I beg to move, That this House has considered implementation of the transforming rehabilitation programme.

It is a pleasure to serve under your chairmanship, Mr Nuttall. It is now almost 12 months since the formal creation of the 21 community rehabilitation companies and the establishment of the new national probation services. It has since become clear that fundamental flaws in the former Secretary of State’s thinking are beginning to impact on service delivery. The CRCs were initially created to address new work arising from probation supervision being extended to clients leaving prison after serving less than 12 months in custody. The probation service supported extending statutory support to this group with adequate funding. Had a consultation taken place on how that could be best achieved, I have no doubt that genuine alternative methods could have emerged, but it was unfortunately evident from the outset that the Secretary of State’s predecessor was fixed upon the payment-by-results outsourcing model.

Prior to the reorganisation, probation trusts were highly successful, with a good record of reducing reoffending. They had won European-wide awards for public service and all the trusts had been recognised as either good or outstanding by recent inspections. Trusts had established good local partnerships with other agencies, including in the private sector, that had been producing excellent results. In a number of trusts—for example, West Mercia and the Willowdene project—these partnerships have extended into innovative work with the third sector, addressing and supporting the same group of clients whom the transforming rehabilitation reorganisation targeted. Indeed, a major review by the third sector review group indicates that the procurement process was incoherent and meant that third sector providers who were supposed to have opportunities to engage in TR were disfranchised.

Wayne David (Caerphilly) (Lab): It is not only politicians who have opinions on this subject, but the voluntary organisations themselves. The National Council for Voluntary Organisations sent us a briefing for this debate, which made the point that, despite the warm words of the former Justice Secretary, there is very little voluntary sector involvement.

Stephen Kinnock: My hon. Friend makes an excellent point. The purpose of a consultation is to listen to the experts. In this case, the experts have described themselves as being used as “bid candy” to dress up the bids, rather than being involved in a truly engaged fashion. I agree entirely with my hon Friend’s point.

Significant challenges were immediately obvious. First, the marketplace was not interested in taking over the management of high-risk offenders for the limited profits associated with managing that target group. Further, the Ministry of Justice had been heavily criticised by both the Public Accounts Committee and the National Audit Office for its poor management of previous contracts in courts, community payback, electronic monitoring and the quality of some provision in private prisons and detention centres. There was therefore limited political support for privatising the whole lot, hence the “split” solution.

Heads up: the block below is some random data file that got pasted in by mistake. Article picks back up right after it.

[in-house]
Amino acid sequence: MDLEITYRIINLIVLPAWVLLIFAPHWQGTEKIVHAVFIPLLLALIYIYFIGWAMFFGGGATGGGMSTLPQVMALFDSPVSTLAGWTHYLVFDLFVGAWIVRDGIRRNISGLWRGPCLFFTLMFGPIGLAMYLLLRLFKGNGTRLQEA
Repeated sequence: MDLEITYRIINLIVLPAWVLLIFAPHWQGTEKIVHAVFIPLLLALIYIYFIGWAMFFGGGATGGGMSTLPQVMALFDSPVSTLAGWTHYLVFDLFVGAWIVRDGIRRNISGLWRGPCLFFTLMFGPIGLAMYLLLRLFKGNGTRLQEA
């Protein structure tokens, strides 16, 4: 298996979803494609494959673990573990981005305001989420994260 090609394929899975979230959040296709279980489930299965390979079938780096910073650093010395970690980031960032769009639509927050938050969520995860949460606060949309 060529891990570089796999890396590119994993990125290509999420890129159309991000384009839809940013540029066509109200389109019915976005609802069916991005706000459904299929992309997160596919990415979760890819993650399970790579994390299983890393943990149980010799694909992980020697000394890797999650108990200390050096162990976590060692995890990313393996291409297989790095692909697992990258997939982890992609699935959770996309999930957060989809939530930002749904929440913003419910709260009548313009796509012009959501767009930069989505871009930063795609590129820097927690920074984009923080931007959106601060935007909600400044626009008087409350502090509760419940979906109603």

Several probation experts argued that splitting the probation service into two distinct groups was a far riskier solution than selling all the service to private providers. The split in the service creates challenges, some of which, with great patience, effort and commitment from all stakeholders, could be managed, but a world full of good will is not going to address the insurmountable structural flaws arising from the split. These include, but are not limited to: local service delivery and management of clients; bureaucracy and inefficiency, with additional processes generated to manage the allocation of cases and accountability; substandard internal communications, especially those founded upon outdated and unstable technology within the National Offender Management Service; and inefficient management of staff due to internal competition, which undermines morale and professional unity.

However, the greatest flaw was rushing the whole programme through to meet a strict political timetable without any adequate testing or piloting. The MOJ also failed to establish workable, sustainable contracts with the CRCs. These are already the subject of significant challenge from the new CRC owners. Equally, in its haste to successfully establish the CRCs, all efforts and energy were focused on the contracts share sale, and very limited evidence emerged of any serious planning or risk assessment of the future management of the newly nationalised National Probation Service.

With no piloting or credible assessment of what the new work meant or involved, the allocation of budgets and staff was largely guesswork. Initially, NOMS stated that 70% of work was expected to be transferred to the CRCs as only around 30% of total clients would be classified as high risk. This was not a scientific experiment, and it quickly became evident that it did not translate. The staffing split soon became 50/50, with ongoing confusion about where some work should sit. Current staffing levels and reliance on expensive agency staff are simply not sustainable, nor value for money for the taxpayer. A case needs to be made to the Treasury for emergency support for the NPS.

Christian Matheson (City of Chester) (Lab):  Does my hon. Friend agree that this sounds all too familiar? As with other privatisations led by the Conservatives in government, they privatise the profits and nationalise the debts, and long-term liabilities to the taxpayer become greater than they were before.